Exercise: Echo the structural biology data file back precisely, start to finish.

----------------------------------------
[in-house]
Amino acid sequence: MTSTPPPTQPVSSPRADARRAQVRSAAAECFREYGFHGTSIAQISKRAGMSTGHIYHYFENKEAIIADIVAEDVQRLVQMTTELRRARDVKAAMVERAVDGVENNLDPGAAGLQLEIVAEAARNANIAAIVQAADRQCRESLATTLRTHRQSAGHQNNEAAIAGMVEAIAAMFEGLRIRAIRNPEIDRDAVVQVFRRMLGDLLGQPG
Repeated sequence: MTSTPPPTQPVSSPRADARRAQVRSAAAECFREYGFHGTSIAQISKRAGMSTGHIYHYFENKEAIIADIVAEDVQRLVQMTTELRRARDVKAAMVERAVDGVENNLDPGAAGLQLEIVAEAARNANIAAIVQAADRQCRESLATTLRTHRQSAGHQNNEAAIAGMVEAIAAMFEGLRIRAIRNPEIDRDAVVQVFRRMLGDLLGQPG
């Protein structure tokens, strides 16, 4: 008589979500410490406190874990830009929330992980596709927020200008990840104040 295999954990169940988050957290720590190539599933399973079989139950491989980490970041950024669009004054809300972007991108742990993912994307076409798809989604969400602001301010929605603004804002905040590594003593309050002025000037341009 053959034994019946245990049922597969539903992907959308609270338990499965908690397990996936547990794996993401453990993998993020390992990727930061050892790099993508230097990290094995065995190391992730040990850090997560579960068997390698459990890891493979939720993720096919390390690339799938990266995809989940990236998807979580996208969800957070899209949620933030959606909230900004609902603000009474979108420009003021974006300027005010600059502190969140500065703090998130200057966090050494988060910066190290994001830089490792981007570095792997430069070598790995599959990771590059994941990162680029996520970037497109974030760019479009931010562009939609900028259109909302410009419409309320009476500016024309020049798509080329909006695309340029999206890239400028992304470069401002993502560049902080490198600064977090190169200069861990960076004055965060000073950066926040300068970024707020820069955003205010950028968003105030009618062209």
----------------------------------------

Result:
[in-house]
Amino acid sequence: MTSTPPPTQPVSSPRADARRAQVRSAAAECFREYGFHGTSIAQISKRAGMSTGHIYHYFENKEAIIADIVAEDVQRLVQMTTELRRARDVKAAMVERAVDGVENNLDPGAAGLQLEIVAEAARNANIAAIVQAADRQCRESLATTLRTHRQSAGHQNNEAAIAGMVEAIAAMFEGLRIRAIRNPEIDRDAVVQVFRRMLGDLLGQPG
Repeated sequence: MTSTPPPTQPVSSPRADARRAQVRSAAAECFREYGFHGTSIAQISKRAGMSTGHIYHYFENKEAIIADIVAEDVQRLVQMTTELRRARDVKAAMVERAVDGVENNLDPGAAGLQLEIVAEAARNANIAAIVQAADRQCRESLATTLRTHRQSAGHQNNEAAIAGMVEAIAAMFEGLRIRAIRNPEIDRDAVVQVFRRMLGDLLGQPG
């Protein structure tokens, strides 16, 4: 008589979500410490406190874990830009929330992980596709927020200008990840104040 295999954990169940988050957290720590190539599933399973079989139950491989980490970041950024669009004054809300972007991108742990993912994307076409798809989604969400602001301010929605603004804002905040590594003593309050002025000037341009 053959034994019946245990049922597969539903992907959308609270338990499965908690397990996936547990794996993401453990993998993020390992990727930061050892790099993508230097990290094995065995190391992730040990850090997560579960068997390698459990890891493979939720993720096919390390690339799938990266995809989940990236998807979580996208969800957070899209949620933030959606909230900004609902603000009474979108420009003021974006300027005010600059502190969140500065703090998130200057966090050494988060910066190290994001830089490792981007570095792997430069070598790995599959990771590059994941990162680029996520970037497109974030760019479009931010562009939609900028259109909302410009419409309320009476500016024309020049798509080329909006695309340029999206890239400028992304470069401002993502560049902080490198600064977090190169200069861990960076004055965060000073950066926040300068970024707020820069955003205010950028968003105030009618062209």